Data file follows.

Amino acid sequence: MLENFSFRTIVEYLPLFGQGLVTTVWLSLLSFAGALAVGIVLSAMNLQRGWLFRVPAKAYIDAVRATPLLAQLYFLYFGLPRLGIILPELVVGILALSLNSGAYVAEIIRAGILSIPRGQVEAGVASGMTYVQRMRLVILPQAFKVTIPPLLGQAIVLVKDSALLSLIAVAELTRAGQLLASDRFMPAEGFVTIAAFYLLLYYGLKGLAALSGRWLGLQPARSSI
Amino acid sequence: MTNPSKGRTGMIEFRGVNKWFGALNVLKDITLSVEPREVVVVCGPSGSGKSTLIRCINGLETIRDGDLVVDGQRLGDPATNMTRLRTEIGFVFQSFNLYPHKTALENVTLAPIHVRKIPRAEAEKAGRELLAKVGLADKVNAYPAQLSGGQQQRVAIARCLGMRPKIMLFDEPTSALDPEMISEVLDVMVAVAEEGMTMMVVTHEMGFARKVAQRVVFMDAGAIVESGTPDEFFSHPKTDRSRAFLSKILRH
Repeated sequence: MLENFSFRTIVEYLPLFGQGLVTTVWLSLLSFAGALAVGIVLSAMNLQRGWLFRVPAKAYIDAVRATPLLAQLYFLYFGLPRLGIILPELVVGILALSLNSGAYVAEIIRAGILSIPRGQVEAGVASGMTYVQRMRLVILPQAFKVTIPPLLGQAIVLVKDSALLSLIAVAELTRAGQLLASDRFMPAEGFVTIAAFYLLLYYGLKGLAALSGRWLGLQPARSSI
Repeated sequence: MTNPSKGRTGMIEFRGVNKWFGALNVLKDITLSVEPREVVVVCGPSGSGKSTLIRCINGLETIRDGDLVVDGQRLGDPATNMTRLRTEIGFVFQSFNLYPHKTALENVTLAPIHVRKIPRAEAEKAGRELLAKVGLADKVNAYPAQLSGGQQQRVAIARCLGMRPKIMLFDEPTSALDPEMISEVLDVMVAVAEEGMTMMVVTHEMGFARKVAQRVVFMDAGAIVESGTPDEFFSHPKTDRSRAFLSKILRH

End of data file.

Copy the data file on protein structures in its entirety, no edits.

Amino acid sequence: MLENFSFRTIVEYLPLFGQGLVTTVWLSLLSFAGALAVGIVLSAMNLQRGWLFRVPAKAYIDAVRATPLLAQLYFLYFGLPRLGIILPELVVGILALSLNSGAYVAEIIRAGILSIPRGQVEAGVASGMTYVQRMRLVILPQAFKVTIPPLLGQAIVLVKDSALLSLIAVAELTRAGQLLASDRFMPAEGFVTIAAFYLLLYYGLKGLAALSGRWLGLQPARSSI
Amino acid sequence: MTNPSKGRTGMIEFRGVNKWFGALNVLKDITLSVEPREVVVVCGPSGSGKSTLIRCINGLETIRDGDLVVDGQRLGDPATNMTRLRTEIGFVFQSFNLYPHKTALENVTLAPIHVRKIPRAEAEKAGRELLAKVGLADKVNAYPAQLSGGQQQRVAIARCLGMRPKIMLFDEPTSALDPEMISEVLDVMVAVAEEGMTMMVVTHEMGFARKVAQRVVFMDAGAIVESGTPDEFFSHPKTDRSRAFLSKILRH
Repeated sequence: MLENFSFRTIVEYLPLFGQGLVTTVWLSLLSFAGALAVGIVLSAMNLQRGWLFRVPAKAYIDAVRATPLLAQLYFLYFGLPRLGIILPELVVGILALSLNSGAYVAEIIRAGILSIPRGQVEAGVASGMTYVQRMRLVILPQAFKVTIPPLLGQAIVLVKDSALLSLIAVAELTRAGQLLASDRFMPAEGFVTIAAFYLLLYYGLKGLAALSGRWLGLQPARSSI
Repeated sequence: MTNPSKGRTGMIEFRGVNKWFGALNVLKDITLSVEPREVVVVCGPSGSGKSTLIRCINGLETIRDGDLVVDGQRLGDPATNMTRLRTEIGFVFQSFNLYPHKTALENVTLAPIHVRKIPRAEAEKAGRELLAKVGLADKVNAYPAQLSGGQQQRVAIARCLGMRPKIMLFDEPTSALDPEMISEVLDVMVAVAEEGMTMMVVTHEMGFARKVAQRVVFMDAGAIVESGTPDEFFSHPKTDRSRAFLSKILRH